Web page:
There's more at stake for Els than winning a share of $7.3 million purse. There's also a chance to see how the golf games of certain tandems — such as Australia's Jason Day and Adam Scott — might complement one another when the biennial Presidents Cup tees off in Melbourne, Australia, in December.
"This event is the only one of its kind, and players that were able to play, we thought we'll look at, you know, getting some of them paired up," Els said Wednesday. "It's not exactly what's going to be happening in December, but it's an opportunity for the guys to get playing in this kind of format."
Els, who shares the nickname, "The Big Easy" with the host city, is teaming up with fellow South African Trevor Immelman at the par-72, 7,425-yard TPC Louisiana. He won't be playing at the Presidents Cup, but will be overseeing strategy in the team event, which pits non-European international players near the top of the World Golf rankings against an American team every other year. So Els encouraged higher-ranked internationals to play in New Orleans — and many have.
In addition to Scott and Day, others include: South Africans Louis Oosthuizen and Branden Grace; South Koreans Si Woo Kim and Sungjae Im; Canadians Corey Conners and Adam Hadwin; Australia's Cameron Smith; Taiwan's C.T. Pan; and Venezuela's Jhonattan Vegas.
"Trying to get as many guys here to play certainly might help Ernie later in the year," Scott said. "I've kind of sat through a number of Presidents Cup beat-downs over the years, and I've kind of had enough of it. So I'm prepared to do what it takes — whatever Ernie thinks it takes to kind of change the culture in our team. Certainly, an effort has been made by a lot of guys here this week to do that."
Els booked a number of international players at the same hotel in hopes of making the New Orleans trip a team-building experience on and off the course. "We had a great dinner last night at Arnaud's," Els said, referring to one of New Orleans' classic Creole restaurants in the French Quarter.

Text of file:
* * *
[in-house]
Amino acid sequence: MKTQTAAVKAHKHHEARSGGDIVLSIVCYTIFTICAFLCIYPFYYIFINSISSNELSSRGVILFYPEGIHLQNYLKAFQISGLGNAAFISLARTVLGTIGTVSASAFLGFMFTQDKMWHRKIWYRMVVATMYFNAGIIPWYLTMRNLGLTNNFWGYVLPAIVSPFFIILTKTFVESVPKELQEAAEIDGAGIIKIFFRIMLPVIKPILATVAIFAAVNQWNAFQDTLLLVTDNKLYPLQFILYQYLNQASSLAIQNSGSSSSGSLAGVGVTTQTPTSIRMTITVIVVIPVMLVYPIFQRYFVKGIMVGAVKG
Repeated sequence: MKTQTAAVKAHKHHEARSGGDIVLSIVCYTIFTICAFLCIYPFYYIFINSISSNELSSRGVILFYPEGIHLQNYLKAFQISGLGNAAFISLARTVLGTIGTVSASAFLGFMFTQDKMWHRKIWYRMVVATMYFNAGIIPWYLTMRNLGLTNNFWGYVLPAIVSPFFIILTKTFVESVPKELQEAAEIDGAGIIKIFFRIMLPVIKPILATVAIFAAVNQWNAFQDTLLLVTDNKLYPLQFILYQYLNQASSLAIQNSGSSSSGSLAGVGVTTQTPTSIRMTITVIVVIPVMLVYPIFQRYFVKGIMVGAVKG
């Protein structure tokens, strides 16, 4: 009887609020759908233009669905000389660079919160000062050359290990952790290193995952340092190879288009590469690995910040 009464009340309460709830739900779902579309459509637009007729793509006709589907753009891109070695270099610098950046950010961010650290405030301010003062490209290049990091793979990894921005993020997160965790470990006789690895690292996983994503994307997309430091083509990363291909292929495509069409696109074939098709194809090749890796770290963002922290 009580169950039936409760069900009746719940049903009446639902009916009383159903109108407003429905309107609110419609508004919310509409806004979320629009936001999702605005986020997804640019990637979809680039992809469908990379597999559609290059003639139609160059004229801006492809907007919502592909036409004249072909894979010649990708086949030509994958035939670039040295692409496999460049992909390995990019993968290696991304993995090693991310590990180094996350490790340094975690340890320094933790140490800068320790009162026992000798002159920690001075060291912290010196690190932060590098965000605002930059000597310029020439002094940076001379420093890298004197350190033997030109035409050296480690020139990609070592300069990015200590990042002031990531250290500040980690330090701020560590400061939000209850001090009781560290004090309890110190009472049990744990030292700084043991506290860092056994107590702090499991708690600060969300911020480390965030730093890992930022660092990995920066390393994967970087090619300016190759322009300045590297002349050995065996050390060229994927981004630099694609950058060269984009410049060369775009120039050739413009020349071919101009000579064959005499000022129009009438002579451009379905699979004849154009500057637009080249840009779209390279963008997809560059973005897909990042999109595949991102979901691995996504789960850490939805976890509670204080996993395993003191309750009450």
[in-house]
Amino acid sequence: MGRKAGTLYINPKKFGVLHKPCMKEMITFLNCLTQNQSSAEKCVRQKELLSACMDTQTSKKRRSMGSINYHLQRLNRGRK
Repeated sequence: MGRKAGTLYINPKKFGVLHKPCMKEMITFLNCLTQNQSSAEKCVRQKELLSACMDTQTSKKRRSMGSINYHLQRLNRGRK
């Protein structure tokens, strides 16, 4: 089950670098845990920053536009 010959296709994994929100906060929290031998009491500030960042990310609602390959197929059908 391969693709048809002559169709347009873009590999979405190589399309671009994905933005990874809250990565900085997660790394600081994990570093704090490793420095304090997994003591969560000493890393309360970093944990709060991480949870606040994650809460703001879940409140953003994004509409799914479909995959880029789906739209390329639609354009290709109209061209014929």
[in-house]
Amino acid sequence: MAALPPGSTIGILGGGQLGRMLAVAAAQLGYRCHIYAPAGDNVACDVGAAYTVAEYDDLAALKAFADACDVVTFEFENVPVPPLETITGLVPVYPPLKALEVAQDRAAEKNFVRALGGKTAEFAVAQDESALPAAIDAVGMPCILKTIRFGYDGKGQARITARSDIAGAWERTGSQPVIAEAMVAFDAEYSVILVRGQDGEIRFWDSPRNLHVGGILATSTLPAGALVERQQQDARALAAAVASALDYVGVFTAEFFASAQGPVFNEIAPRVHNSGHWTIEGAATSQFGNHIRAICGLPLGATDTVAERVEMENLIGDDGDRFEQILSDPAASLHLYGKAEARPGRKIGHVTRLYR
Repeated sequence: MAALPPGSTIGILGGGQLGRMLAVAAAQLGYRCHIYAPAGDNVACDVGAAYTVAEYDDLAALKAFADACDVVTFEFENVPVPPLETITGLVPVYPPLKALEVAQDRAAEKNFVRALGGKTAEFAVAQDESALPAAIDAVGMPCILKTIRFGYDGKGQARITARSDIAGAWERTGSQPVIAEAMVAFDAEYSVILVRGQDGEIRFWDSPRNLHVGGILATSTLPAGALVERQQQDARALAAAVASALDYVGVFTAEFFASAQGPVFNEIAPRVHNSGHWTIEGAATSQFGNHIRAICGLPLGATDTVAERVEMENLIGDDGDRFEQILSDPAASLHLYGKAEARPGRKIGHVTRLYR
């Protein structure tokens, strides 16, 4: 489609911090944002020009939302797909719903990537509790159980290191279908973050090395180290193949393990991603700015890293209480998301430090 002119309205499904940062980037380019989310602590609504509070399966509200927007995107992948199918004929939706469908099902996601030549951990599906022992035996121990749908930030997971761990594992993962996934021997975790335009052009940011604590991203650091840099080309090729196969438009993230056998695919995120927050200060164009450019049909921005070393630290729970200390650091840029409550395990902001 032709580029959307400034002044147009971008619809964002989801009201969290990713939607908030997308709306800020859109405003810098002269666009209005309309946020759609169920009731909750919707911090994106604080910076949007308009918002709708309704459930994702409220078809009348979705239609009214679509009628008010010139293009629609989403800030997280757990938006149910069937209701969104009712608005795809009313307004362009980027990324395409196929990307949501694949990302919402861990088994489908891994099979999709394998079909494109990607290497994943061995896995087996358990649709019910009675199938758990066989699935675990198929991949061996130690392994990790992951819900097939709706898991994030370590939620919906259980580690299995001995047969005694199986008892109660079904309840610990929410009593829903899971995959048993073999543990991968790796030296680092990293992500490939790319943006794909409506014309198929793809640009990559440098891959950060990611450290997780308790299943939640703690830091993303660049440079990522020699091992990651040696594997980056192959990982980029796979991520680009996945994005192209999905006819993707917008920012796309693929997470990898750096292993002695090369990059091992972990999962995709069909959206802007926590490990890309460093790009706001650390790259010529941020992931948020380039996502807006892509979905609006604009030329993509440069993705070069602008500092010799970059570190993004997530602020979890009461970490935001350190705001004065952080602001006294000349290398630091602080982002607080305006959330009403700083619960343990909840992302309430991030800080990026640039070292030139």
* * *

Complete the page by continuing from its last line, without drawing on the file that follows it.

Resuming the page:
The gathering included "a lot of new guys — new guys that haven't really been around some of the other guys," Els added. "We just want to get them familiar with each other." For the third year running, the Zurich field is comprised of 80 two-player teams. They play a "best ball" format in the first and third rounds, and teammates alternate shots in the second and final rounds.
Zurich Classic organizers were hopeful that Masters champion Tiger Woods , who tends to skip April tournaments after playing at Augusta, would consider making an exception and come to New Orleans because he'll be the United States' Presidents Cup captain. Woods wound up sitting this one out, but a number of Americans who are in the running to qualify for the U.S. team are playing this week, including Brooks Koepka, Tony Finau, Patrick Cantlay, Bubba Watson, Kevin Kisner, Patrick Reed and Billy Horschel.
Tournament director Steve Worthy said "the hope is that we will be able to continue to tie in with Presidents Cup and Ryder Cup and serve as a kind of testing ground. ... We kind of hope that that's going to help be an opportunity for them to benefit themselves by testing pairings."
Horschel and fellow American Scott Piercy worked well together a year ago in winning the Zurich Classic . "Chemistry helps," Horschel said. "The teams that are great teams in the Presidents Cups and Ryder Cups have great team chemistry."
In any event, the TPC Louisiana course seems to suit Horschel, who also won the Zurich in 2013, when the tournament was played in a traditional, single-player format. "I like our chances again," Horschel said. "I have good vibes whenever I step on this golf course."
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